Terrenew's overall marketing plan includes expanding the number of distributors across the country. As the company’s sales increase in certain parts of the country, production facilities on farms will be established in order to create regional distribution centers. Currently, the company hopes to create production facilities in the Southeast, Midwest, Southwest, and the West coast. As demand for its products increase, Terrenew plans to establish 6–12 facilities across the United States.
4. What is the current status of Terrenew?
The company has secured about $1 million in grants from various organizations, such as Cornell University, NY State Energy Research Development Authority (NYSERDA), the National Science Foundation Small Business Innovation Research Program (SBIR), and the US Department of Agriculture Small Business Innovation Research Program (USDA-SBIR). The company expects to raise $1–2 million in grants over the next two years.
In November 2007, Terrenew and NYSERDA signed a $192,000 agreement to commence a project to clean the gas produced in a local landfill and thereby convert it into usable energy. Casella Waste Systems Inc. provided services to assist in funding the project. Terrenew’s role in this project is to remove hydrogen sulfide from the gases, which would allow for more efficient production of energy.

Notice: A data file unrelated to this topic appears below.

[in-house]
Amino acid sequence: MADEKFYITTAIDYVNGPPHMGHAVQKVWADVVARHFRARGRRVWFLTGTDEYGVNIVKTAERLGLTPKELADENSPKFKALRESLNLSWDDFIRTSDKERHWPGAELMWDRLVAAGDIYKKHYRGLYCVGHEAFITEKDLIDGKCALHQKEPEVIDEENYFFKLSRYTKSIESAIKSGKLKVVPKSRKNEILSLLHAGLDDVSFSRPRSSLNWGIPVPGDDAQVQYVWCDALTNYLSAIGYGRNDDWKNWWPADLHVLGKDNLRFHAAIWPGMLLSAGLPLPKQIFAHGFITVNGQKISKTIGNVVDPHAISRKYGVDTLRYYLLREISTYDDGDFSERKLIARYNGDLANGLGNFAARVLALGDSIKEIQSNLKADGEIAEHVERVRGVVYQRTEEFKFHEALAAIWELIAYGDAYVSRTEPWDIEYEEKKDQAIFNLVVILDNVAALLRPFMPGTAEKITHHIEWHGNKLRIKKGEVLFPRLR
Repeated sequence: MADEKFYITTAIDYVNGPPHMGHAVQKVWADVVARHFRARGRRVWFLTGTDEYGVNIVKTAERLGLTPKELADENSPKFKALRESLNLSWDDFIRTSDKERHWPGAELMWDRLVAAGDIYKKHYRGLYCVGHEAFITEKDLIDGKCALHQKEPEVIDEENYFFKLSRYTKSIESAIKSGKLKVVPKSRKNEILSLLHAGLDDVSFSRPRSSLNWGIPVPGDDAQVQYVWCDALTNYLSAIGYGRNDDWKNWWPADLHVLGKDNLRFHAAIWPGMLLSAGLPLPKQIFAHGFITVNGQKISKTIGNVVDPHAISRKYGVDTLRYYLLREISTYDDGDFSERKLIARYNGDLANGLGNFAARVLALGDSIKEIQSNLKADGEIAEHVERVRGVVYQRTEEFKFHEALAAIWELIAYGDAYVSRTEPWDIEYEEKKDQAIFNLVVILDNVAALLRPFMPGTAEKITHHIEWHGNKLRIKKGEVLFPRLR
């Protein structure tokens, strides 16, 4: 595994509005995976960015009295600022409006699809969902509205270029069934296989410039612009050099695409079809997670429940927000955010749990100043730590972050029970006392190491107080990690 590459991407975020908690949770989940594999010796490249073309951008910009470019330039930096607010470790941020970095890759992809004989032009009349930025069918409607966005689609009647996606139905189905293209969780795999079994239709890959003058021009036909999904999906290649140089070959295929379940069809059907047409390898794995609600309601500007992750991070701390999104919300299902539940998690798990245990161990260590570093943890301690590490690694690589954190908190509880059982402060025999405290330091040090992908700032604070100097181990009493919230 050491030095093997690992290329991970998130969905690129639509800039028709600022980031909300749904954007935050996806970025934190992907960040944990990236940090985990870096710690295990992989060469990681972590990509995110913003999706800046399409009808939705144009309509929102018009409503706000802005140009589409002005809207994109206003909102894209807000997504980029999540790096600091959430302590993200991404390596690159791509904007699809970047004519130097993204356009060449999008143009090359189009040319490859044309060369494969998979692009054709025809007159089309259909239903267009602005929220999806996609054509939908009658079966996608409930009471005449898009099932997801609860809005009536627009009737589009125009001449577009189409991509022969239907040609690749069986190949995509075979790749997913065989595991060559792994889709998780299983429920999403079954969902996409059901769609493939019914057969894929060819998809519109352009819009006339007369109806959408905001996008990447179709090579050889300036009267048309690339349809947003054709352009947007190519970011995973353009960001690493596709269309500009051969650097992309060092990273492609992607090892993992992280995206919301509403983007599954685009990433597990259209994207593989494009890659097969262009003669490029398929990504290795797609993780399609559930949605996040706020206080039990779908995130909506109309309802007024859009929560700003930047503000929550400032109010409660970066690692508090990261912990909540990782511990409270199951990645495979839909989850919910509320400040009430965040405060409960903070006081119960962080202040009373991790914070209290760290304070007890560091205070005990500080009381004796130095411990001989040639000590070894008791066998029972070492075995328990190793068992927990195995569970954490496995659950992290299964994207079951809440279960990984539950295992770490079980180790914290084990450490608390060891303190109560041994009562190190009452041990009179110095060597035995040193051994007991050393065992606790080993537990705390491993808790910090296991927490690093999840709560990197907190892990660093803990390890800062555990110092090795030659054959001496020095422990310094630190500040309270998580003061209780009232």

The company has also started its first commercial venture using MetalMaster. It has partnered with Day Environmental Inc. to remove chromium from groundwater at a site that is being cleaned up by the Department of Environmental Conservation’s Brownfield Cleanup Program.
Terrenew is continuing its distribution efforts and has succeeded in establishing a comprehensive network of suppliers in upstate New York that now carry OilMaster products for sale and use. It has expanded its distribution network to downstate New York, New Jersey, Pennsylvania, Ohio, Massachusetts, Connecticut, Georgia and North Carolina. The company has obtained wider distribution by providing OilMaster to companies that have a national customer base.
5. Who is on the Terrenew team?
• Thomas Bourne, CEO
• Gary Harman, CSO
• Terry Spittler, Secretary-Treasurer
6. How was Terrenew named? And how was your logo designed?
The name ‘Terrenew’ was designed to combine the words ‘terre’, meaning "land", and ‘new’ to represent our central belief in renewing the earth. The logo represents a leaf because plant-derived wastes are the raw materials for our products.